The 2012 State Integrity Investigation graded state ethics laws according to an "Integrity Index." The index was created by researching 330 "Integrity Indicators" across 14 categories of state government. The report assigned grades based on what laws are on the books, and whether or not they were effectively enforced. The report was a project of The Center for Public Integrity, Global Integrity, and Public Radio International.[15]

Louisiana received an overall grade of C-, or 72%. It ranked 15 out of the 50 states.[16]

Category Grade
Public Access to Information F
Political Financing D-
Executive Accountability C+
Legislative Accountability C+
Judicial Accountability F
State Budget Processes B
State Civil Service Management C
Procurement C-
Internal Auditing A
Lobbying Disclosure D+
State Pension Fund Management C+
Ethics Enforcement Agencies D+
State Insurance Commissions B+
Redistricting C-

Transparency Legislation


Resource Run by Includes Year URL
LA Trac State-Division of Administration State expenditures, performance, contracts, stimulus, eGrants, boards and commissions, special funds, revenues, and economic incentives 2011 http://wwwprd.doa.louisiana.gov/LaTrac/portal.cfm
Louisiana Ethics Administration Program State Disclosure reports, campaign finance, and lobbying. 2011 http://www.ethics.state.la.us/
Transparent Gov Transparent-gov.com Transparency sources 2011 https://web.archive.org/web/2/http://www.transparent-gov.com/Lists/State/WebDispForm.aspx?State=LA
Louisiana Legislative Auditor State State audits 2011 http://app1.lla.state.la.us/PublicReports.nsf
Follow the Money National Institute on Money in Politics Campaign contributions 2010 http://www.followthemoney.org/database/state_overview.phtml?y=2010&s=LA
Louisiana Sunshine Pelican Institute for Public Policy Spending, payrolls, vendor payments, contracts 2011 http://louisianasunshine.org/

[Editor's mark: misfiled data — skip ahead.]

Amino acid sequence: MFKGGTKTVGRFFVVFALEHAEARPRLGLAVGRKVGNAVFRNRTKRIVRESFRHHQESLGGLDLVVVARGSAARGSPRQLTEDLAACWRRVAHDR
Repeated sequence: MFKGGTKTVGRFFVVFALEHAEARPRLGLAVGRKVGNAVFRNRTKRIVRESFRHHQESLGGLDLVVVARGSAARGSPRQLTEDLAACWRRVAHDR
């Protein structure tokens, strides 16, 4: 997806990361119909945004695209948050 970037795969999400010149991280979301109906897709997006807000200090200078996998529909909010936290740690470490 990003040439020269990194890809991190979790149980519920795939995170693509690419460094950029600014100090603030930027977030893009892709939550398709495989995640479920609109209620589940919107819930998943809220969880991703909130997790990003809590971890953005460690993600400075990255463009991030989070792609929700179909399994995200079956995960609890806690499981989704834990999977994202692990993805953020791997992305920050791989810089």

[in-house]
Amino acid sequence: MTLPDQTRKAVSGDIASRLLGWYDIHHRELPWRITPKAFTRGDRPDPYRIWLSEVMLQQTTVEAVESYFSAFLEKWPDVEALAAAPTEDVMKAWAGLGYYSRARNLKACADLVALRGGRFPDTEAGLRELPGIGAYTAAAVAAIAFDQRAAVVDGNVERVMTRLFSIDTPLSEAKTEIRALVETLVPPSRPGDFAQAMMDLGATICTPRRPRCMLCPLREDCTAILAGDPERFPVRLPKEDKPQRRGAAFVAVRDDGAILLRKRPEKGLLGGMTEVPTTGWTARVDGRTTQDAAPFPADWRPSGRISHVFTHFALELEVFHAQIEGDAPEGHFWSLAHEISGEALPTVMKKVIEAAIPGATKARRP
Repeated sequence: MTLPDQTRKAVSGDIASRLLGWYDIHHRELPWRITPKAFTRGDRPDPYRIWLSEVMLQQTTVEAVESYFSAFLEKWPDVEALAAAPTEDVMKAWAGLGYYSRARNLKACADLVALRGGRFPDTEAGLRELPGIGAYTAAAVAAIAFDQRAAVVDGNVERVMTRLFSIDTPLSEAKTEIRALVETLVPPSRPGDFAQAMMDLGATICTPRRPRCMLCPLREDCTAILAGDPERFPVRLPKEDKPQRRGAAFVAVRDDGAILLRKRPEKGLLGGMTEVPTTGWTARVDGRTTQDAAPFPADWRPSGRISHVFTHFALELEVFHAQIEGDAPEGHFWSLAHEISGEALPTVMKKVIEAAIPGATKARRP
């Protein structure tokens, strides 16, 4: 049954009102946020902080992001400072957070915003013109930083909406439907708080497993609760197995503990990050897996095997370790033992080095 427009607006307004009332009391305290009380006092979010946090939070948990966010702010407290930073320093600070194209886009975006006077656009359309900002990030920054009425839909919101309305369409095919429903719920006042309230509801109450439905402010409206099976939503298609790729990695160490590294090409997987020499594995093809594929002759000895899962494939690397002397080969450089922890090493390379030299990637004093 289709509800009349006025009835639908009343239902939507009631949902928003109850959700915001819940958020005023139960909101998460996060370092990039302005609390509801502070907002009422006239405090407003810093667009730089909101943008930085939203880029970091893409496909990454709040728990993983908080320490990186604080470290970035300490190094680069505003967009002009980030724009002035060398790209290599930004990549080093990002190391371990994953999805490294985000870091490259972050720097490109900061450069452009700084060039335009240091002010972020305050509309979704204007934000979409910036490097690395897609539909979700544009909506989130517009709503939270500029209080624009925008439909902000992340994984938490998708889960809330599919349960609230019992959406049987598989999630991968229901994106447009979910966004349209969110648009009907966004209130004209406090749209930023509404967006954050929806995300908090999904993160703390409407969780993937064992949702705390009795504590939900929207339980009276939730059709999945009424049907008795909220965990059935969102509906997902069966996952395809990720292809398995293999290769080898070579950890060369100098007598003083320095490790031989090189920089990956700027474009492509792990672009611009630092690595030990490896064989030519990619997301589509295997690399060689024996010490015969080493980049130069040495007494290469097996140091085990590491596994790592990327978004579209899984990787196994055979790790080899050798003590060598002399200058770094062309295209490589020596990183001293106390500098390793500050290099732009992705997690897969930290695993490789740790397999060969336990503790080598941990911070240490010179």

State and Local Employees

According to 2008 Census data, the state of Louisiana and local governments in the state employed a total of 314,294 people.[17] Of those employees, 262,442 were full-time employees receiving a net pay of $890,536,559 and 51,852 were part-time employees paid $44,960,033.[17] More than 62% of those employees, or 163,332 employees, were in education or higher education.[17]

State Employee Benefits

The State of Louisiana offers many benefits to its employees. To be eligible, an employee must work full-time in a permanent position.[18]


Health State employees choose from several different health insurance plans, including a PPO, HMO and EPO.[18]

Life The state offers fully-insured life insurance coverage. The state pays half of the life insurance premium for the covered employee and/or retiree.[18] Supplemental insurance is also available.[18]

Holidays Holidays for the State service include:[19]

  • New Year’s Day
  • Martin Luther King Day
  • Mardi Gras Day
  • Good Friday
  • Memorial Day
  • Independence Day
  • Labor Day
  • Veterans Day
  • Thanksgiving Day
  • Christmas Day


Louisiana has several different retirement systems, including Louisiana State Employees' Retirement System (LASERS), Teachers Retirement System of Louisiana (TRSL) and School Employees Retirement System(SERS).

The Louisiana legislature increased the contribution for the School Employees Retirement System from 7.5% of salary to 8%. The employment categories that will be grouped in the hazardous duty provisions of LASERS have contribution rates ranging from 8% to 9.5%; all in the future will be at the 9.5% rate. The contribution rate for the Judges’ Plan will increase from 11.5% to 13%. Future members of the State Police retirement system will also contribute 9.5% under Act 992, up from 8.5%.[20][21]

A recent study by economists Joshua Rauh of the Kellogg School of Management at Northwestern University and Robert Novy-Marx of the University of Chicago Booth School of Business concluded that the Louisiana pension fund will run out of money in 2017.[22] Should the pension fund run out of money then, the cost the following year would be $4.3 billion, which would be 27% of state revenue.[23]